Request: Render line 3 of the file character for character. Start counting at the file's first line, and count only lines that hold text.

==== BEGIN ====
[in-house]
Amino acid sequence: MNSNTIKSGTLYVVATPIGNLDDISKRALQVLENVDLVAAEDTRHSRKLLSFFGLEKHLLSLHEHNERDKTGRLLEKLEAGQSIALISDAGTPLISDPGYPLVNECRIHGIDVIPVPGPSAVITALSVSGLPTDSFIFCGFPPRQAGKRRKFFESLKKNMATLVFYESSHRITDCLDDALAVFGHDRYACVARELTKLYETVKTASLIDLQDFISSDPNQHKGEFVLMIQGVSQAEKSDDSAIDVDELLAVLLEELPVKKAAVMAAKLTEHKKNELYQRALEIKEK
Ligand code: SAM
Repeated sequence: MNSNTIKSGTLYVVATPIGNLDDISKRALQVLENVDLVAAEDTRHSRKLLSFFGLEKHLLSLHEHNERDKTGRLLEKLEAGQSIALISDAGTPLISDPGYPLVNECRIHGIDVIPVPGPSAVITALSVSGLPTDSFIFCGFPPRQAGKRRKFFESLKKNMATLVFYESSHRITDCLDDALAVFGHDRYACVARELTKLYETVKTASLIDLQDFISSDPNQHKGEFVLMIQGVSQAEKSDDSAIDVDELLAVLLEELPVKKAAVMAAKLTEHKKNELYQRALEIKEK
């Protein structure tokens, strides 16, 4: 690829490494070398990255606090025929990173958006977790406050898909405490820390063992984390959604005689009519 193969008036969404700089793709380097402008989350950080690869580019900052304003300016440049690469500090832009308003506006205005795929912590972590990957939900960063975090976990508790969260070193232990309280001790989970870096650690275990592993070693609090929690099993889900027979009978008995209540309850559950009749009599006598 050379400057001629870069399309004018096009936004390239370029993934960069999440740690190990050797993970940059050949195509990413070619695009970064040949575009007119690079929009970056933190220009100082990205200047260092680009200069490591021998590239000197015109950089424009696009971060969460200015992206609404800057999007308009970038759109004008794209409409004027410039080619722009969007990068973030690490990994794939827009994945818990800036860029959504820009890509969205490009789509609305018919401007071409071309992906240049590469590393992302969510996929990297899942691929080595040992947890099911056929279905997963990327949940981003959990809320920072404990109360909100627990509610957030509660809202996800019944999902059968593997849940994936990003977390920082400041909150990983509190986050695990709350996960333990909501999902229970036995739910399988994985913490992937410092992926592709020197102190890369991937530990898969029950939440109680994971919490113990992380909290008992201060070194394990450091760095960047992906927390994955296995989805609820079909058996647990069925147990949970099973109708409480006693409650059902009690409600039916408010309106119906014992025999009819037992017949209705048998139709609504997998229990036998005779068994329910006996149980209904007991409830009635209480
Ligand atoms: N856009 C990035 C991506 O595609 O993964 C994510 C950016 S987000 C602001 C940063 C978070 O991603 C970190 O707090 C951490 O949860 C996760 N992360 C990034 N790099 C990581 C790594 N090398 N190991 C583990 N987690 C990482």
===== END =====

Ligand code: SAM